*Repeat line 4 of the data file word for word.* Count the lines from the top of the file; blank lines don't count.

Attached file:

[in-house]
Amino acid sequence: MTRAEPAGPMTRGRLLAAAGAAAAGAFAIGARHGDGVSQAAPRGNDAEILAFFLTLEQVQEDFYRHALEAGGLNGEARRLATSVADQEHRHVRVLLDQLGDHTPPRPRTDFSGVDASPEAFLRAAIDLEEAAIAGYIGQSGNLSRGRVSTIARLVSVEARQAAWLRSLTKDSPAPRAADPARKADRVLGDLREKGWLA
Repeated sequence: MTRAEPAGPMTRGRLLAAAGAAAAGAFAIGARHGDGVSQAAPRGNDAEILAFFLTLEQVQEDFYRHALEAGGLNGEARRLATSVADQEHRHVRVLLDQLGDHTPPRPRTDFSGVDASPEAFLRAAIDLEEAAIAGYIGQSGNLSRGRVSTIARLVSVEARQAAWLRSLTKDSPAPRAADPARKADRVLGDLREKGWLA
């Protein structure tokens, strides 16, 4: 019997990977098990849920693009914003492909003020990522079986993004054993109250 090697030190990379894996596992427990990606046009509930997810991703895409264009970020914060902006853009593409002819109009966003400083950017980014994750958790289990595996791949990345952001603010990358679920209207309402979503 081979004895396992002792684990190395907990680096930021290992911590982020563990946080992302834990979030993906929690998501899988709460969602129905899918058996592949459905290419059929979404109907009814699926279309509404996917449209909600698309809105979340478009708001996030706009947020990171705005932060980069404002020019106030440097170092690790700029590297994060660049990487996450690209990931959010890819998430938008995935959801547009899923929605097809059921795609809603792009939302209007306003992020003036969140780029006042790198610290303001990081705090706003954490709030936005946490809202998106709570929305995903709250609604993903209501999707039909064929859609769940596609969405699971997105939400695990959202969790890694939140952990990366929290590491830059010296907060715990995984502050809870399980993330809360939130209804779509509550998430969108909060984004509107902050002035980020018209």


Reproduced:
């Protein structure tokens, strides 16, 4: 019997990977098990849920693009914003492909003020990522079986993004054993109250 090697030190990379894996596992427990990606046009509930997810991703895409264009970020914060902006853009593409002819109009966003400083950017980014994750958790289990595996791949990345952001603010990358679920209207309402979503 081979004895396992002792684990190395907990680096930021290992911590982020563990946080992302834990979030993906929690998501899988709460969602129905899918058996592949459905290419059929979404109907009814699926279309509404996917449209909600698309809105979340478009708001996030706009947020990171705005932060980069404002020019106030440097170092690790700029590297994060660049990487996450690209990931959010890819998430938008995935959801547009899923929605097809059921795609809603792009939302209007306003992020003036969140780029006042790198610290303001990081705090706003954490709030936005946490809202998106709570929305995903709250609604993903209501999707039909064929859609769940596609969405699971997105939400695990959202969790890694939140952990990366929290590491830059010296907060715990995984502050809870399980993330809360939130209804779509509550998430969108909060984004509107902050002035980020018209």